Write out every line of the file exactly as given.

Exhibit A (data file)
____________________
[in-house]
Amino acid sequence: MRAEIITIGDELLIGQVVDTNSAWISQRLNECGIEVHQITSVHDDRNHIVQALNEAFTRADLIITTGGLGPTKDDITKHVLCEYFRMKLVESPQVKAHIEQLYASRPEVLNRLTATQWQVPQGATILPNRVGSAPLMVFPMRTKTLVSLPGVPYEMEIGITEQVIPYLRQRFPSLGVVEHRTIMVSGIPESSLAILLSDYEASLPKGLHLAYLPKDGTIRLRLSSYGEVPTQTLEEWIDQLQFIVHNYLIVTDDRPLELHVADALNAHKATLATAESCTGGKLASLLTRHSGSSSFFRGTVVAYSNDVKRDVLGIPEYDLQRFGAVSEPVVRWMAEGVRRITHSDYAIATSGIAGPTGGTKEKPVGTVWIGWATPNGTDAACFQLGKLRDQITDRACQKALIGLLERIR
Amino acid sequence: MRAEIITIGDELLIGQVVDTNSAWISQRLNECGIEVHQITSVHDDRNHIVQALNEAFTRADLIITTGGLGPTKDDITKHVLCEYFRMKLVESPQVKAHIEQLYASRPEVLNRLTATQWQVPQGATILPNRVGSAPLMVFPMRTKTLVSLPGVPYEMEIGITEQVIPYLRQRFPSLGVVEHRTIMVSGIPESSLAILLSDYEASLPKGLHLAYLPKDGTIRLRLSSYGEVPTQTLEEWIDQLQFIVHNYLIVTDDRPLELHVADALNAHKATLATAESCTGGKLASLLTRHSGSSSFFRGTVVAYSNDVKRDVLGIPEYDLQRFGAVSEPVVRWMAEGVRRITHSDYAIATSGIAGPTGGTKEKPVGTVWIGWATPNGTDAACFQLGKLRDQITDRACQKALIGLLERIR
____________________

[in-house]
Amino acid sequence: MRAEIITIGDELLIGQVVDTNSAWISQRLNECGIEVHQITSVHDDRNHIVQALNEAFTRADLIITTGGLGPTKDDITKHVLCEYFRMKLVESPQVKAHIEQLYASRPEVLNRLTATQWQVPQGATILPNRVGSAPLMVFPMRTKTLVSLPGVPYEMEIGITEQVIPYLRQRFPSLGVVEHRTIMVSGIPESSLAILLSDYEASLPKGLHLAYLPKDGTIRLRLSSYGEVPTQTLEEWIDQLQFIVHNYLIVTDDRPLELHVADALNAHKATLATAESCTGGKLASLLTRHSGSSSFFRGTVVAYSNDVKRDVLGIPEYDLQRFGAVSEPVVRWMAEGVRRITHSDYAIATSGIAGPTGGTKEKPVGTVWIGWATPNGTDAACFQLGKLRDQITDRACQKALIGLLERIR
Amino acid sequence: MRAEIITIGDELLIGQVVDTNSAWISQRLNECGIEVHQITSVHDDRNHIVQALNEAFTRADLIITTGGLGPTKDDITKHVLCEYFRMKLVESPQVKAHIEQLYASRPEVLNRLTATQWQVPQGATILPNRVGSAPLMVFPMRTKTLVSLPGVPYEMEIGITEQVIPYLRQRFPSLGVVEHRTIMVSGIPESSLAILLSDYEASLPKGLHLAYLPKDGTIRLRLSSYGEVPTQTLEEWIDQLQFIVHNYLIVTDDRPLELHVADALNAHKATLATAESCTGGKLASLLTRHSGSSSFFRGTVVAYSNDVKRDVLGIPEYDLQRFGAVSEPVVRWMAEGVRRITHSDYAIATSGIAGPTGGTKEKPVGTVWIGWATPNGTDAACFQLGKLRDQITDRACQKALIGLLERIR